Diabetes And Cancer

Diabetes And Cancer

Tweet Studies have shown that diabetes carries an increased risk for a number of different forms of cancer. Having cancer with diabetes can make achieving good diabetes control much more difficult but this can be relieved to some extent. How is type 2 diabetes linked with cancer? One theory for why a link may exist is that high levels of circulating insulin (known as hyperinsulinemia) can promote the growth of tumours. In type 2 diabetes, insulin resistance commonly causes the body to produce more insulin than normal. Another reason why a link may be present is where a harmful lifestyle may lead to obesity and therefore higher risks of both type 2 diabetes and cancer. Cancer and type 2 diabetes The risks of contracting the following cancers are shown to be doubled by the presence of type 2 diabetes: Pancreatic cancer Endometrial cancer (also known as womb cancer) A smaller increased risk, of 20% to 50% is seen for the following forms of cancer. Colorectal cancer Bladder cancer Blood cancers (non-Hodgkin’s lymphoma) The one positive is that incidences of prostate cancer are actually lower for people with type 2 diabetes. Cancer and type 1 diabetes Links between type 1 diabetes and cancer are not so well recorded but it appears there is also an increase in risk of cancers for people with type 1 diabetes. The cancers with the highest increase in risk tended to be different to those noted in type 2 diabetes. The cancers with increased risk in type 1 diabetes include: Stomach cancer Cervical cancer What are the symptoms of cancer? The symptoms of cancer vary widely depending on which part of the body the cancer strikes. What treatment options are open for cancer? The main treatment options for cancer are surgery to remove the cancers or radiotherapy (also known as radiatio Continue reading >>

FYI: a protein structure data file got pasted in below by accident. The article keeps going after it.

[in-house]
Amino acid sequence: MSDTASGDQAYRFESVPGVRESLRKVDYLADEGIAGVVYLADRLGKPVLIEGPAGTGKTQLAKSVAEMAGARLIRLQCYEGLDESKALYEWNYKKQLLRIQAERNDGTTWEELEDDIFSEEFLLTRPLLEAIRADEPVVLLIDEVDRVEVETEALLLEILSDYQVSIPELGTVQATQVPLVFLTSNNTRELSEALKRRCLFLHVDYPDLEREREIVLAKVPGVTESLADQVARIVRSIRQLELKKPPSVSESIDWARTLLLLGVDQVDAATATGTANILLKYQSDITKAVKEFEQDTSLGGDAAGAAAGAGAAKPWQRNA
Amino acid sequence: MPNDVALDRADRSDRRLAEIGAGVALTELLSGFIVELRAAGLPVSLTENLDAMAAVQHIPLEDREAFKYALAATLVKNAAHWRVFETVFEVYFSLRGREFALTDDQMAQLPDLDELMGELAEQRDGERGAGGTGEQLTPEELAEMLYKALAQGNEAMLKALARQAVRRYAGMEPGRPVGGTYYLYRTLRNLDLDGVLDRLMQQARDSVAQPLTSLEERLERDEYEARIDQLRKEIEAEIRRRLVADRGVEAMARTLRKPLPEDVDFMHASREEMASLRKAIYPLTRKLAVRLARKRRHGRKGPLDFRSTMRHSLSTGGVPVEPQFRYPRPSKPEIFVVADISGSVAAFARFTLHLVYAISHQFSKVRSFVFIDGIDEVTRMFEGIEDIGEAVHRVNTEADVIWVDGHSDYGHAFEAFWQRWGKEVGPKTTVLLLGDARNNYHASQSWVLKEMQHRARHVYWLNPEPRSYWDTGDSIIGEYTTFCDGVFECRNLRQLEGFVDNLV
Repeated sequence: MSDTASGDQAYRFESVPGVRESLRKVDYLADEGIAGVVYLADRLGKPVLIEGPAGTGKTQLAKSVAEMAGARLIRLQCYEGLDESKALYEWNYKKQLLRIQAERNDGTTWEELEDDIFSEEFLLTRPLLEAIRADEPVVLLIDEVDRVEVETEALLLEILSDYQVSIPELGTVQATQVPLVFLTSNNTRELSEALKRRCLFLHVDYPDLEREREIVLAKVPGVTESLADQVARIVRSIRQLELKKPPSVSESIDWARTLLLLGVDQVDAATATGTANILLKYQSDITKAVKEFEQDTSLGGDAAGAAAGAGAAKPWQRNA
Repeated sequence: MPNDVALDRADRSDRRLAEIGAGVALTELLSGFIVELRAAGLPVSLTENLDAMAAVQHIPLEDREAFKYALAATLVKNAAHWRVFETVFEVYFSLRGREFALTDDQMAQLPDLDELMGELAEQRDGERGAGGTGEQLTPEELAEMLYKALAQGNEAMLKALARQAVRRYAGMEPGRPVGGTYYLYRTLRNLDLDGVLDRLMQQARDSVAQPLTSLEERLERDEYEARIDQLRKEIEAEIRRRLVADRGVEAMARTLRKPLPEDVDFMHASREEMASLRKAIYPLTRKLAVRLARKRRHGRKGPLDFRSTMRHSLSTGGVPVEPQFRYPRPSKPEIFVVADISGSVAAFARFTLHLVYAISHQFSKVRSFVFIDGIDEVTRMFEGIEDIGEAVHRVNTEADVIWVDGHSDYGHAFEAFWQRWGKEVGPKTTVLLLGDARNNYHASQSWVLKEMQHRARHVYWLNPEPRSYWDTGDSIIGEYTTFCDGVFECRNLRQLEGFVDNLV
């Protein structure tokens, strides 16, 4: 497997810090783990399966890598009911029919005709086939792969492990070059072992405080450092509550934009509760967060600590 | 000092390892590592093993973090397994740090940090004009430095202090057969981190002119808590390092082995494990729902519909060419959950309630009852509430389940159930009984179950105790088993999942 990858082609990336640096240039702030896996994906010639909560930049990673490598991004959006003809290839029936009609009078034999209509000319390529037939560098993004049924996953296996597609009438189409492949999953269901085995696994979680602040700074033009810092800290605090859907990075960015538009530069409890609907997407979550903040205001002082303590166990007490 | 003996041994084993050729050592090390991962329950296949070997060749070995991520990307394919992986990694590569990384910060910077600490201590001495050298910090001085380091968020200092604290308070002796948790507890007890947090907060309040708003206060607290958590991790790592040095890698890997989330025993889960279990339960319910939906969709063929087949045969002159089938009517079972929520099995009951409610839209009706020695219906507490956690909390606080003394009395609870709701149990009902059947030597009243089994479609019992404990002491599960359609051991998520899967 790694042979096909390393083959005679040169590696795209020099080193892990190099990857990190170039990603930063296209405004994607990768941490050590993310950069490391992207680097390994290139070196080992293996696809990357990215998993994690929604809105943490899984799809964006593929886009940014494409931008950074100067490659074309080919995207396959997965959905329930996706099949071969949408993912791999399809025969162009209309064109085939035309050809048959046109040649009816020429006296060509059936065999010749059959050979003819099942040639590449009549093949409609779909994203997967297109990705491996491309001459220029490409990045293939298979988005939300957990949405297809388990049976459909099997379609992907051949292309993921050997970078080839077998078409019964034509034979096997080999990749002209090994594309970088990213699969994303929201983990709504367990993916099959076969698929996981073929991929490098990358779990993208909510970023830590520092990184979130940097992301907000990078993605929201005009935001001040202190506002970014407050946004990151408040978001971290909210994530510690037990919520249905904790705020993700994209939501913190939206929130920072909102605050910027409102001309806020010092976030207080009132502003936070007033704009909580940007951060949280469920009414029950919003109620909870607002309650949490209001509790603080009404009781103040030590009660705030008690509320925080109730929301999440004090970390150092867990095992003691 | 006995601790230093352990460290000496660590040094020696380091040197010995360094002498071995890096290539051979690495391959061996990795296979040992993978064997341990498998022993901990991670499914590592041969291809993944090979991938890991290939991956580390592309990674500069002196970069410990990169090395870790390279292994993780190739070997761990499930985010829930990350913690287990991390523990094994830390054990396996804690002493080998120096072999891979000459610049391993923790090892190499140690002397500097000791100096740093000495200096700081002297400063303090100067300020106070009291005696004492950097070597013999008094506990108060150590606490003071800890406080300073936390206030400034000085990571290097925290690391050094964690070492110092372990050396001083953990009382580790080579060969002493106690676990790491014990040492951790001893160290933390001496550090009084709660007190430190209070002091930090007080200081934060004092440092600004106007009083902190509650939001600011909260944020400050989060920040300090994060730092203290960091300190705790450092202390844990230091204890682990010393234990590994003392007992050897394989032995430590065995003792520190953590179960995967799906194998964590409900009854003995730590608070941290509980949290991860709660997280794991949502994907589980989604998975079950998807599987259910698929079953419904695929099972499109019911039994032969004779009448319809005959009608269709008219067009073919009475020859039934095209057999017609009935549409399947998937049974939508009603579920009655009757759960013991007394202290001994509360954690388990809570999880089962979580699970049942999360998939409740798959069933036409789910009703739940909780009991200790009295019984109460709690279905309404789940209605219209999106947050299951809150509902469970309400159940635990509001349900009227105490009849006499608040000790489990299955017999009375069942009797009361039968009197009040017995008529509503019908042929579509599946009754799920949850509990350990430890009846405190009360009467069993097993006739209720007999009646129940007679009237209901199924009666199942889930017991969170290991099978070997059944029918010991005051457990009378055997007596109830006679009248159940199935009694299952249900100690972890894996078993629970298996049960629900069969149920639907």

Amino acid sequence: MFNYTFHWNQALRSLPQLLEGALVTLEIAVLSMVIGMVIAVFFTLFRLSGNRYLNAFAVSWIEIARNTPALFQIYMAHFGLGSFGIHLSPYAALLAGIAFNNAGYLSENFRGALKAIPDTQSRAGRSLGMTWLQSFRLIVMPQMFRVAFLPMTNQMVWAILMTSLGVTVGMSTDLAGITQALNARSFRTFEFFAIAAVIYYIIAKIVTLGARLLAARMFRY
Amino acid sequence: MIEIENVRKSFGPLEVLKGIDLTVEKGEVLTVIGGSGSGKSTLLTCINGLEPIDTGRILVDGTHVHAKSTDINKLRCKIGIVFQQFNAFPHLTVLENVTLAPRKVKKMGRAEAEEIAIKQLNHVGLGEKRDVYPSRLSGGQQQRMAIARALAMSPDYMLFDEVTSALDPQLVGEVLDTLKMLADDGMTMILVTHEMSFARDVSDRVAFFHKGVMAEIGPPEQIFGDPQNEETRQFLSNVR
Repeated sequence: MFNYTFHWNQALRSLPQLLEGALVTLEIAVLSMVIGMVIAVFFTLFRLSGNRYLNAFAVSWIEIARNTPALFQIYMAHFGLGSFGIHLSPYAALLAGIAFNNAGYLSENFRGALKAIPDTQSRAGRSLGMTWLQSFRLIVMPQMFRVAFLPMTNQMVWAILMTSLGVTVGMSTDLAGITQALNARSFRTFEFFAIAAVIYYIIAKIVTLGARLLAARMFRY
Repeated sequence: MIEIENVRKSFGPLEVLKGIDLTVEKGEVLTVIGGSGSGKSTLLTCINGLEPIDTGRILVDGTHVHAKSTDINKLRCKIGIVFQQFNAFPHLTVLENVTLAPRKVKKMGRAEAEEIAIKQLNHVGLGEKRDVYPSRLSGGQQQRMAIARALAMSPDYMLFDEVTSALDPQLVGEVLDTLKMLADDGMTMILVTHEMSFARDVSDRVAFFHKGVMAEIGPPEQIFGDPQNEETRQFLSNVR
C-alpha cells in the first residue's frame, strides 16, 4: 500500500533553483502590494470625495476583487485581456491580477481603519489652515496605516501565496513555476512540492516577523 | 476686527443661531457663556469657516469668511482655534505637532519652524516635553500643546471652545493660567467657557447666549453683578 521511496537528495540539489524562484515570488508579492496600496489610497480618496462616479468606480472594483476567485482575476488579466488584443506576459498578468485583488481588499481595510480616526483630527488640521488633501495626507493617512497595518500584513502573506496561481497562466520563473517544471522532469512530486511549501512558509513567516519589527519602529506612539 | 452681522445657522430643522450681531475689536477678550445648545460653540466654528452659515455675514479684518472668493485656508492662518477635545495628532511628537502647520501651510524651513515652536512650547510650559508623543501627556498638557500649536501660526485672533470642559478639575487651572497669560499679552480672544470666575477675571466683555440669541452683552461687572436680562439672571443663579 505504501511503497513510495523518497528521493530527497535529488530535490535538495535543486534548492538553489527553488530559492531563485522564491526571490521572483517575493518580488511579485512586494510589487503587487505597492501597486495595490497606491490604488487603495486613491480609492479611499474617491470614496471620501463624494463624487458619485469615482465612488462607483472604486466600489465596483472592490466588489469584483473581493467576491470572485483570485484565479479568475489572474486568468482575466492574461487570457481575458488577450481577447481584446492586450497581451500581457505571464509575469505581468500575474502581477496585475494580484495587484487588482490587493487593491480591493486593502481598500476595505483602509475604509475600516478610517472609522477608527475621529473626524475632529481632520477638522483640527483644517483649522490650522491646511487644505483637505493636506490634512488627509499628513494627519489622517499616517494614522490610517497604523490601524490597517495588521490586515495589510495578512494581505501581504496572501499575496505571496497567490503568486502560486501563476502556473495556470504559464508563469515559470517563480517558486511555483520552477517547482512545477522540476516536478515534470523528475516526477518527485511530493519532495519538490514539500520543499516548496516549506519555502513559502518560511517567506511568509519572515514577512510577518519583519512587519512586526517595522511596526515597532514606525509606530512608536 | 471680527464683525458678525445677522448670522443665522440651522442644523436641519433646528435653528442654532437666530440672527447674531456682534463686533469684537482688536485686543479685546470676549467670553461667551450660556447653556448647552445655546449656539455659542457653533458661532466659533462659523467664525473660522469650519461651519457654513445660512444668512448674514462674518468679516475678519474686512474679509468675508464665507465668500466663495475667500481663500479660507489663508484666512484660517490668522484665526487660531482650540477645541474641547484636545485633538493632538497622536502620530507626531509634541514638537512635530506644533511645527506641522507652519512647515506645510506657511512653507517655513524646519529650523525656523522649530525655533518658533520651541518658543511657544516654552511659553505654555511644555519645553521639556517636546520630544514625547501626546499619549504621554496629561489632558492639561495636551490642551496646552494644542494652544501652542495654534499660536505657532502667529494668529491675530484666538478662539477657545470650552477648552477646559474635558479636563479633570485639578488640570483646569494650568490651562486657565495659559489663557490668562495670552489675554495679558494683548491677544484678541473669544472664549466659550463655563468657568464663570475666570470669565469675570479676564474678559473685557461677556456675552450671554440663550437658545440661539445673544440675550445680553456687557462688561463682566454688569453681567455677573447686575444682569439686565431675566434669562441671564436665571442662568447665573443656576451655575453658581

Clinical Challenges In Caring For Patients With Diabetes And Cancer

Clinical Challenges In Caring For Patients With Diabetes And Cancer

Abstract In Brief Diabetes and cancer are two diagnoses that individually overwhelm both patients and clinicians. Approximately 8–18% of people with cancer have diabetes. Together, these two diseases can pose formidable challenges to clinicians caring for this difficult patient population. Unfortunately, our knowledge of this topic is limited by insufficient evidence to determine how best to manage diabetes while simultaneously treating cancer. This article seeks to review some of the most common problems encountered by clinicians caring for these patients. Diabetes and cancer are two diagnoses that individually overwhelm both patients and clinicians. Approximately 8–18% of people with cancer have diabetes.1 Together, these two diseases can pose formidable challenges to clinicians caring for this difficult patient population. Unfortunately, our knowledge of this topic is limited by insufficient evidence to determine how best to manage diabetes while simultaneously treating cancer. This article seeks to review some of the most common problems encountered by clinicians caring for these patients. Cancer Screening and Prevention Several studies published within the past decade demonstrate that patients with a chronic disease are less likely to receive preventive services, such as cancer screenings, than their counterparts without diabetes.2–5 A recent retrospective study addressed cancer screening in patients with diabetes.6 After examining the mammography rates of 69,168 Canadian women with diabetes and 663,519 Canadian women without diabetes, the authors concluded that patients with complex chronic diseases are 32% less likely to receive this routine cancer screening, even though they see primary care and specialty physicians more frequently than their counterparts Continue reading >>